Type Fee/Charge

Year of introduction 1992

 

4. Name of Instrument Annual vehicle tax

Type Tax

Year of introduction 1992

Year of last revision 2002

Other rate differentiation By vehicle type

 

5. Name of Instrument Charge for particular waste streams

Type Fee/Charge

Year of introduction 2001

Year of last revision 2005

Earmarking yes - Revenues earmarked for environmental protection projects.

Other rate differentiation By waste stream type

 

6. Name of Instrument Charge for the use of hunting grounds

Type Fee/Charge

Year of introduction 1996

Year of last revision 2000; 2005

Earmarking yes - Revenues are earmarked for hunting management activities.

Other rate differentiation By hunting grounds type

 

7. Name of Instrument Fee for vehicles exceeding standard dimensions

Type Fee/Charge

Year of introduction 2003

Earmarking - Revenues earmarked for Special Public Roads Fund.

 

8. Name of Instrument Fishing permits

Type Fee/Charge

Year of introduction 1996

Year of last revision 2000

Earmarking - Revenues are earmarked for fish stock management.

 

9. Name of Instrument Fuel excise tax

Type Tax

Year of introduction 1998

Year of last revision 2002; 2006 amended

Revision Details Excise duties were increased for all harmonised product categories and the definitions were reviewed, bringing them closer to the Acquis.

Other rate differentiation By fuel type

 

10. Name of Instrument Fuel road charge

Type Fee/Charge

Year of introduction 1996

Earmarking - Revenues earmarked for the Special Public Roads Fund, for maintenance and construction of roads. 65% of the revenue is used for national public roads, and 35% for counties roads.

Other rate differentiation By fuel type

 

11. Name of Instrument National park entrance fees

Type Fee/Charge

Year of introduction 1974

Year of last revision 2003

Revision Details Increase of fees

Earmarking - Revenues earmarked for national parks and gardens management.

 

12. Name of Instrument Nature protection non-compliance fees

Type Fee/Charge

Year of introduction 2001

Other rate differentiation Legal vs. physical person

 

13. Name of Instrument Noise non-compliance fees

Type Fee/Charge

Year of introduction 1997

Year of last revision 2001

Other rate differentiation Vehicles / Air planes

 

14. Name of Instrument Sewage charge

Type Fee/Charge

Year of introduction 1990

Year of last revision 2003

Other rate differentiation Households / other entities

 

15. Name of Instrument Transit road charge

Type Fee/Charge

Year of introduction 2003

Earmarking - Revenues are earmarked for road maintenance.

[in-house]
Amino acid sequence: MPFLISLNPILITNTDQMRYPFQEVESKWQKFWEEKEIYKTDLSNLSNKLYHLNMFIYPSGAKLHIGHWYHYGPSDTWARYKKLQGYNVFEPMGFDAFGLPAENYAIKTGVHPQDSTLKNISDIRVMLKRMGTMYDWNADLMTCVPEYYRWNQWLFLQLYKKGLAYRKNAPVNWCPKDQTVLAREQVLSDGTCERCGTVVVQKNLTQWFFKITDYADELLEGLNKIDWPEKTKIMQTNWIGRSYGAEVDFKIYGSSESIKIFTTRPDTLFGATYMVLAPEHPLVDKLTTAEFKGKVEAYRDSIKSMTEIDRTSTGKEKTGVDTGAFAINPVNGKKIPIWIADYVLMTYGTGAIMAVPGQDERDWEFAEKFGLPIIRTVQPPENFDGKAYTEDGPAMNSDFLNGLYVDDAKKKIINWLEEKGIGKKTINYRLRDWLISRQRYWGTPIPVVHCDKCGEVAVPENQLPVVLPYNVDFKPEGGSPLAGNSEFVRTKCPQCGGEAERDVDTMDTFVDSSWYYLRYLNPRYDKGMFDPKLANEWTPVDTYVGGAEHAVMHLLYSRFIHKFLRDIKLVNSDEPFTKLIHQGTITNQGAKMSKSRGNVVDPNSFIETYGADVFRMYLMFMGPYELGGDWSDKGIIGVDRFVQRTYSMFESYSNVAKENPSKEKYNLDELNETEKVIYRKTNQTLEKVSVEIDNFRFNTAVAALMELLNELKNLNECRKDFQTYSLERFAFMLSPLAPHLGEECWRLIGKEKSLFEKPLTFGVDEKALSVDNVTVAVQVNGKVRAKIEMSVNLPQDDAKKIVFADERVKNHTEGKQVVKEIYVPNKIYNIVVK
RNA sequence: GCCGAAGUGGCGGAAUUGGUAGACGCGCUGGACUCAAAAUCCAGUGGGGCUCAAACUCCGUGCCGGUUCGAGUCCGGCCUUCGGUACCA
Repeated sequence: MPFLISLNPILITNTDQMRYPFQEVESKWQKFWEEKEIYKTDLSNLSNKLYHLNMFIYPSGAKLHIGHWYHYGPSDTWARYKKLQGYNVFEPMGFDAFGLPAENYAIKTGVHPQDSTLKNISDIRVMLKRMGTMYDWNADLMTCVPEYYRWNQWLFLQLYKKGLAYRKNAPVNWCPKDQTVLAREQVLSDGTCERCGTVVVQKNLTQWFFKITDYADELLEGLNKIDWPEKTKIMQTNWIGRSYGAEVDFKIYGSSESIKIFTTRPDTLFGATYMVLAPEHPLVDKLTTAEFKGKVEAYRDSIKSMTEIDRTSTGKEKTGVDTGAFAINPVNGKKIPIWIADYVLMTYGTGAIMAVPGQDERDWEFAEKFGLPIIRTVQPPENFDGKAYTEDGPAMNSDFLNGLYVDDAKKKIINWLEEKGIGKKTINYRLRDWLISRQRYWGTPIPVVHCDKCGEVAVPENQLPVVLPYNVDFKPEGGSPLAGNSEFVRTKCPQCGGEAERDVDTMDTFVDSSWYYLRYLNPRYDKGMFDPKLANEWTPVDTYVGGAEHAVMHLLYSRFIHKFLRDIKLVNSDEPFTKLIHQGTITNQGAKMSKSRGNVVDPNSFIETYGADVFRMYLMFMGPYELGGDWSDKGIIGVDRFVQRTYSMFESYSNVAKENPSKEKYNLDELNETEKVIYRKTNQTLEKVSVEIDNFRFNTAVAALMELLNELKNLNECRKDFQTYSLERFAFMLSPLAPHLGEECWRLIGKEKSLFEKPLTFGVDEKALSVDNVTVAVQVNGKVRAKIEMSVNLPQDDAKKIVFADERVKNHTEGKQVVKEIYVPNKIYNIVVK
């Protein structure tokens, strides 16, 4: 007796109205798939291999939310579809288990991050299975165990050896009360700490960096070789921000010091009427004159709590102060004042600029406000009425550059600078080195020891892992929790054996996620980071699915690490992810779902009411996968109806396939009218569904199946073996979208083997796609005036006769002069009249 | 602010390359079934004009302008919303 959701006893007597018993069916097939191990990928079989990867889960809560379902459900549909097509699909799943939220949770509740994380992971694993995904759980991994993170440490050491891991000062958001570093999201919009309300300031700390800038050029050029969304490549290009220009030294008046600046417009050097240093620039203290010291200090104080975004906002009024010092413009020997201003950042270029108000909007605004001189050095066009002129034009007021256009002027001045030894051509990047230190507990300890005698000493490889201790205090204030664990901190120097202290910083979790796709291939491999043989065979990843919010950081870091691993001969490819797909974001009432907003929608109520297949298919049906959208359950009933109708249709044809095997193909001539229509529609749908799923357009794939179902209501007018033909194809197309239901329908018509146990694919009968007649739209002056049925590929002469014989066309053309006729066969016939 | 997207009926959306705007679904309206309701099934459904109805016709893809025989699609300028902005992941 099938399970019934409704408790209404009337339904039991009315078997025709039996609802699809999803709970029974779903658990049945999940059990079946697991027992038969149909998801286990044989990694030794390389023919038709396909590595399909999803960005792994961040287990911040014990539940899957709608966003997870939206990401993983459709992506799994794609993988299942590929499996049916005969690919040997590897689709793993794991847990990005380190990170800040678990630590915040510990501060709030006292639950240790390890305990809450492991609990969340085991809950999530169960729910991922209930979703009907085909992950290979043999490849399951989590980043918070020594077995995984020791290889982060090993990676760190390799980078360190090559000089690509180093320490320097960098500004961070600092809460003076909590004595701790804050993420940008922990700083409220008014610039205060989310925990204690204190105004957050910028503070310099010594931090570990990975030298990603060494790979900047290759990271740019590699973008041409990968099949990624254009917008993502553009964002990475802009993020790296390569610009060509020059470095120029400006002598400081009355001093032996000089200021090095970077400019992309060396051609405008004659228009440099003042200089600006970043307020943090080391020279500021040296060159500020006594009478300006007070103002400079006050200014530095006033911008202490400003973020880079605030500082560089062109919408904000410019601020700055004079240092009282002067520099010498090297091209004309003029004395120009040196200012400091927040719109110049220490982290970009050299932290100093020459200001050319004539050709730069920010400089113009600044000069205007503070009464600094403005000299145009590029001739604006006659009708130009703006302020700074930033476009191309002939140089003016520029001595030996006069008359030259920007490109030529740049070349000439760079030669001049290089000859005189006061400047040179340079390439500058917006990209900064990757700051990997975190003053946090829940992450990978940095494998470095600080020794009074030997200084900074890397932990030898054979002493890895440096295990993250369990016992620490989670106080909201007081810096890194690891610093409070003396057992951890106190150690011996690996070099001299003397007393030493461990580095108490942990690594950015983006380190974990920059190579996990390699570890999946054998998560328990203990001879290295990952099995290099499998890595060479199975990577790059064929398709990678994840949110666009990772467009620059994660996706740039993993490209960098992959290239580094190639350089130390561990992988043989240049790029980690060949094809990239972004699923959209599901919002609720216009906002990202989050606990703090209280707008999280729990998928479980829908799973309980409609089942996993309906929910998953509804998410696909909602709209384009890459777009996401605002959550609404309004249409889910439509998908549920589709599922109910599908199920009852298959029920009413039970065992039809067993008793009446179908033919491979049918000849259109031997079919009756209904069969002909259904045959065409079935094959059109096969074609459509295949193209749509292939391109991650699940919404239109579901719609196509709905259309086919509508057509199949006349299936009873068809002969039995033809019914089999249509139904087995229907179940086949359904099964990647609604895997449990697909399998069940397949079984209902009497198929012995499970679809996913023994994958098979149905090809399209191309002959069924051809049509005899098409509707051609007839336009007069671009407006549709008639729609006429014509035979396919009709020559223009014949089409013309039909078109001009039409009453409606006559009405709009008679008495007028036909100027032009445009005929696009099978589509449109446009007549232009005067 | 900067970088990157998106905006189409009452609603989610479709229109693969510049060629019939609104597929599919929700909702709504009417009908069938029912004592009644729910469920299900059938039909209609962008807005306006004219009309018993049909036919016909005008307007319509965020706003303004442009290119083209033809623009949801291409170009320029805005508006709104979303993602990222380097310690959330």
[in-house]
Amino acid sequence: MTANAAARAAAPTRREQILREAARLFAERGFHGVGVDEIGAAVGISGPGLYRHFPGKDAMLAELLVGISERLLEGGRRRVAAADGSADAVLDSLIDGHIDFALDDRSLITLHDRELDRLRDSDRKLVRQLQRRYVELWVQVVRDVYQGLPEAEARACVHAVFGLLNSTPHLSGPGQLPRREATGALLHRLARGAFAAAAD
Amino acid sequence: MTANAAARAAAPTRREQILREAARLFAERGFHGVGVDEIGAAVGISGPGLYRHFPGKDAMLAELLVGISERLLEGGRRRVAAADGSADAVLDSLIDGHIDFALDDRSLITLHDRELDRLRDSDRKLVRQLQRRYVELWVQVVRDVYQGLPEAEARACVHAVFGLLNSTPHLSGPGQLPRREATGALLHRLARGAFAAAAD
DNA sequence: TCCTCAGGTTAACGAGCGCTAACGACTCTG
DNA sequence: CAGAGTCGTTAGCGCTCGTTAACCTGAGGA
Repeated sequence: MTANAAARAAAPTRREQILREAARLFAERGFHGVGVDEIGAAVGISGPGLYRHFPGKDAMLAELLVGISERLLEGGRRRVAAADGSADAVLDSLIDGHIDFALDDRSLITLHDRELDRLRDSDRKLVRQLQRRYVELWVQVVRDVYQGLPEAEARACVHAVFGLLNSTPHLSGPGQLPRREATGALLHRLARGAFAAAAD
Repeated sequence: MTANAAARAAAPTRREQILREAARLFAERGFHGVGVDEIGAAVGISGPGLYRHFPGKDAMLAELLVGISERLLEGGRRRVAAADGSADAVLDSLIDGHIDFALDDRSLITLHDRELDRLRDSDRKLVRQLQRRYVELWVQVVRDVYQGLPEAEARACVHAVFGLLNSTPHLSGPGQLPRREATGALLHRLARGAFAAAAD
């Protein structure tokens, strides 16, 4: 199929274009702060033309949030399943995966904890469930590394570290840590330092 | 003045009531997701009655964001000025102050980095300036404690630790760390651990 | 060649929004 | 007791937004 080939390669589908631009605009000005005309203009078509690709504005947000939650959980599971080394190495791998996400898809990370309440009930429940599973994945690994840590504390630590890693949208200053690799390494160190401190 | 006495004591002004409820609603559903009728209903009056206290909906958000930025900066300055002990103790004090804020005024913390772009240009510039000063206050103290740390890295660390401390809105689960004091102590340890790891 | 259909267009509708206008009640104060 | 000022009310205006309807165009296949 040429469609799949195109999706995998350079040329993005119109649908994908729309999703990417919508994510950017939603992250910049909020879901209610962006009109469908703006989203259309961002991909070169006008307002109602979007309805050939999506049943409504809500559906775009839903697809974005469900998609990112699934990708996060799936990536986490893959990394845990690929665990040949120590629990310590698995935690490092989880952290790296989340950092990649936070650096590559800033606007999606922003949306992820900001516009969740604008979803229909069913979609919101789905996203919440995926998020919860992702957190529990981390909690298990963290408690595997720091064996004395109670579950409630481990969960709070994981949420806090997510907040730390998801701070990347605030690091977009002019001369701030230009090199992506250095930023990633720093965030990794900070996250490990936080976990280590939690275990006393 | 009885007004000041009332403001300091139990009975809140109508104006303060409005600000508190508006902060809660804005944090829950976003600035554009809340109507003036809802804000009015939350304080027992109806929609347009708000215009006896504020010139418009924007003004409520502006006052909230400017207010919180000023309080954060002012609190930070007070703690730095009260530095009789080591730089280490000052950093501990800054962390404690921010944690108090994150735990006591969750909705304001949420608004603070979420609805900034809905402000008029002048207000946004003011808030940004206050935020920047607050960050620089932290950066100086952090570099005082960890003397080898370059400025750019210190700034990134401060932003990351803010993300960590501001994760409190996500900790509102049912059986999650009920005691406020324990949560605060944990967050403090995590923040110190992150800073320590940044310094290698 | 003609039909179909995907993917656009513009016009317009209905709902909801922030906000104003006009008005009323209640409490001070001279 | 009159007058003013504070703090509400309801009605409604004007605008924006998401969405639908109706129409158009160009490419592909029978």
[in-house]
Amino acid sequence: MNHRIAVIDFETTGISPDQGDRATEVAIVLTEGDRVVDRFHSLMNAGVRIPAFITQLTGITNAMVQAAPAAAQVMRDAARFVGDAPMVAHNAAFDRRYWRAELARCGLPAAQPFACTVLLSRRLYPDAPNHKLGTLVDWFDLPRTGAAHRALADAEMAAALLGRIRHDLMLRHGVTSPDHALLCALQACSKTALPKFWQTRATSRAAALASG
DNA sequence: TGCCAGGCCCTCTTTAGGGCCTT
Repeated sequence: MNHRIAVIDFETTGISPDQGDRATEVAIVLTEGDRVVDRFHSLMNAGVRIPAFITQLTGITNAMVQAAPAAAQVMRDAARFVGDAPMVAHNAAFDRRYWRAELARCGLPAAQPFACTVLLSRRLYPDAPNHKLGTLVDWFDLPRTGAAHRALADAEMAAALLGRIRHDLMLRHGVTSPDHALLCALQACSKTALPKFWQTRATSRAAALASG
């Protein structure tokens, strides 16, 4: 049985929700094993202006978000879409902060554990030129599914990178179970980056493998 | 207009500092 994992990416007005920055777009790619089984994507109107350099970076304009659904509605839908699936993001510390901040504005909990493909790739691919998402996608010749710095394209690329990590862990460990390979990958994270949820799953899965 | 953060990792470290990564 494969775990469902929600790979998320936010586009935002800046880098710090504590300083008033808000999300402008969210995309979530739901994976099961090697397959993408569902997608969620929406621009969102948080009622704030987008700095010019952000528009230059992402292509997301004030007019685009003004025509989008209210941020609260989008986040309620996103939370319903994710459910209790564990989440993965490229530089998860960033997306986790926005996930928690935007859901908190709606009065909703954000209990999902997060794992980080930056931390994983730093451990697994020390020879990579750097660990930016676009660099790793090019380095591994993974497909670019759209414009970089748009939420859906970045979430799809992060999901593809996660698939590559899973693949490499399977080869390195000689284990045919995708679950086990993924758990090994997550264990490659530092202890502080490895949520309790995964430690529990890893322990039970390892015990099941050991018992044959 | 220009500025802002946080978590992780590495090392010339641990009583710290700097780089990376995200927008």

16. Name of Instrument Vehicles excise tax

Type Tax

Other rate differentiation By engine characteristics and level of pollution

 

17. Name of Instrument Vehicles import duty

Type Tax

Year of introduction 1993

Year of last revision 2001

 

18. Name of Instrument Waste non-compliance fees

Type Fee/Charge

Other rate differentiation Violation of waste regulations and level of hazard Up to 2028€ per case

 

19. Name of Instrument Waste user charge

Type Fee/Charge

Year of introduction 1996

Year of last revision 2001

Other rate differentiation Households vs Industy

 

20. Name of Instrument Water abstraction charge

Type Fee/Charge

Year of introduction 1990

Year of last revision 2002

Earmarking yes - Revenues earmarked for management of water resources.

Other rate differentiation By purpose of abstraction

 

21. Name of Instrument Water consumption charge

Type Fee/Charge

Year of introduction 1990

Year of last revision 2003

Other rate differentiation Households / others

 

22. Name of Instrument Water effluent charge

Type Fee/Charge

Year of introduction 1990

Year of last revision 2002, 2005

Earmarking - Revenues earmarked for water quality protection and monitoring.

Other rate differentiation By pollutant type

 

23. Name of Instrument Water pollution non-compliance fees

Type Fee/Charge

Year of introduction 1990

Year of last revision 2000,2002, 2005

Earmarking 100% - Revenues are earmarked for water quality protection and monitoring.

Other rate differentiation By pollutant type

 

 

http://epp.eurostat.ec.europa.eu/cache/ITY_OFFPUB/KS-DU-11-001/EN/KS-DU-11-001-EN.PDF

 

Environmental tax revenue, at 1.9 % of GDP in 2009, lies well below the EU-27 average (2.6 %); in fact, this value is the second lowest in the EU. Most of this revenue is realised from energy, none from pollution and only 0.3% from transport (excluding fuel).However, the excise duty rates have been increased in 2010.

 

http://www.civicus.org/media/CSI_Romania_Country_Report.pdf

 

A positive trend that has been seen at the level of the business sector in the last years is a growing interest in CSR, especially at the level of larger or international companies. Major companies are beginning to take the potential negative social and environmental impacts of their operations into account. The interest of the Romanian business sector for this field is expressed through the substantial popularity that an event like Gala “People for People” organized since 2003 by the ARC and the US Commerce Chamber in Romania (AmCham Romania). In June 2004, over 100 projects participated in a competition for the best corporate social responsibility initiatives. The total value of the projects was 6.4 million euro.